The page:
The Secret Web: Where Drugs, Porn and Murder Live Online

Ten years ago the government built a totally private, anonymous network. Now it's a haven for criminals

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Illustration by Justin Metz for TIME

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The FBI isn't the only agency that's worried about the Deep Web. The Senate Finance Committee is looking at beefing up the IRS' funding for dealing with virtual currencies and investigating potential tax shelters, Senate sources say. Bitcoin presents Washington with a whole set of regulatory challenges all on its own. Is Bitcoin a currency? (Under certain definitions, no, because it isn't legal tender issued by a country.) Is it a commodity? Should bitcoin traders be regulated as banks or wire services?


The incarceration of ross Ulbricht started a spreading wave of arrests of suspected Deep Web dealers. On Oct. 8, police in Sweden arrested two men on charges of selling pot through Silk Road, and four more men were picked up in the U.K. the same day on drug charges. "These arrests send a clear message to criminals," said Keith Bristow, head of Britain's National Crime Agency. "The hidden Internet isn't hidden, and your anonymous activity isn't anonymous. We know where you are, what you are doing, and we will catch you."

It's not completely clear that that's true. One of the documents leaked by Snowden was an NSA presentation dated June 2012 titled "Tor Stinks." It described the difficulties the NSA has been having cracking Tor, and it said definitively, "we will never be able to de-anonymize all Tor users all the time." The Deep Web template that Ulbricht created remains technically sound. As one former Silk Road user puts it, "The dust has settled and everyone is kind of like 'Oh, well, time to order some more drugs.' We all knew it was coming." There are forum posts discussing the possibility of a reconstituted Silk Road, based on a backed-up version of the old site but with added security, that could launch on Nov. 5. "This will be where the action is once it's up and running," says the user.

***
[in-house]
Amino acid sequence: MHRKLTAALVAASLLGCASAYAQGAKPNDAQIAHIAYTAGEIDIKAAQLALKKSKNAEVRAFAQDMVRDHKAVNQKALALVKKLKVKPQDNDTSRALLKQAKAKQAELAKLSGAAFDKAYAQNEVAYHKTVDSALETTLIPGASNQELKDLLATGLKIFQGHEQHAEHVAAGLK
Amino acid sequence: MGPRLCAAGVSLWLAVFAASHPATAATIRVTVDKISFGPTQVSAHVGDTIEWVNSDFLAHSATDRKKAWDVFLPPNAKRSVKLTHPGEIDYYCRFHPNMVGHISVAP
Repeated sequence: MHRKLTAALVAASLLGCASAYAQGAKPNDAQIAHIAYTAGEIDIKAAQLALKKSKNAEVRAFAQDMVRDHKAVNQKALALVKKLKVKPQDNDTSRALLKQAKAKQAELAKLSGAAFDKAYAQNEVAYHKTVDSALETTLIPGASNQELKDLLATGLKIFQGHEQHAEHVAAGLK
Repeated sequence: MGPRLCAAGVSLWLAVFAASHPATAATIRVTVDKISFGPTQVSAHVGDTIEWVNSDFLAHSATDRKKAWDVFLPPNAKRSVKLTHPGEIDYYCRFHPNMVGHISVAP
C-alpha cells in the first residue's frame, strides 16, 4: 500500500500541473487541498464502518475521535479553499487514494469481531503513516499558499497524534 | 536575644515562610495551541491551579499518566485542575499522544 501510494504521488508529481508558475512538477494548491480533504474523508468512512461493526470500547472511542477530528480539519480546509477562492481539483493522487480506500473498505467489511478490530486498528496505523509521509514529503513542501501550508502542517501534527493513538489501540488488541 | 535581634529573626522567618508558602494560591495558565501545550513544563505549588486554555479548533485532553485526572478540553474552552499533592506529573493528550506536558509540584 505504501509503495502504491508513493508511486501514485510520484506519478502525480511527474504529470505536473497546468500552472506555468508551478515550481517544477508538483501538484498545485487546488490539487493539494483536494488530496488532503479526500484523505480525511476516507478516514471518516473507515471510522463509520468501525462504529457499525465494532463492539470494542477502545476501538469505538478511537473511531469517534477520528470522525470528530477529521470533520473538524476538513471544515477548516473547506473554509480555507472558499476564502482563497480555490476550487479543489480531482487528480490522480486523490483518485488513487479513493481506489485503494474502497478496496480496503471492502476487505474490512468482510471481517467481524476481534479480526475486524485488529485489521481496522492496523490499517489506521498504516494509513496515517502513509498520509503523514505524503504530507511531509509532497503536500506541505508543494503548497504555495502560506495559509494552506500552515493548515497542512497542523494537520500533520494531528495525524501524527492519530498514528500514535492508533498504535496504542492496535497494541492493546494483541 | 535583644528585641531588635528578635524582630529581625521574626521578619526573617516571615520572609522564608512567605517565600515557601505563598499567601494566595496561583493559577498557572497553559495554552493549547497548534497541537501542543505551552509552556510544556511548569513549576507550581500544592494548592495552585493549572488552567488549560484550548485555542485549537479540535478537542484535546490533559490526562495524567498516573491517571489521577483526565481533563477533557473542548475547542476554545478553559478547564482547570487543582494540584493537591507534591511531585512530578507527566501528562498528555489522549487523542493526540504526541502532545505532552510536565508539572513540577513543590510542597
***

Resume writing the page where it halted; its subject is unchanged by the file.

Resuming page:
Tor itself is left in the curious position of being funded by some parts of the federal government (including the State Department and the Department of Defense) while others (the FBI and the NSA) are trying to crack it. But even law-enforcement officials directly involved with the case hasten to clarify that they don't blame the technology itself for Silk Road. "There's nothing inherently wrong with anonymity on the Internet," U.S. Attorney Bharara says. "There's nothing inherently wrong with certain kinds of currency, like bitcoins. Just like there's nothing inherently wrong with cash. But it happens to be the case that ... it's also the thing that allows the drug trade to flourish. It allows money laundering to happen. It allows murder for hire to happen."

What's certain is that the need for Tor--or something like it--isn't going away. The Internet is becoming an increasingly unprivate place, where multibillion-dollar business plans are being built on companies' ability to observe and rapaciously harvest every last iota and fillip of consumer behavior. More and more, it falls to consumers themselves to say where the line is and to take control of their personal information.

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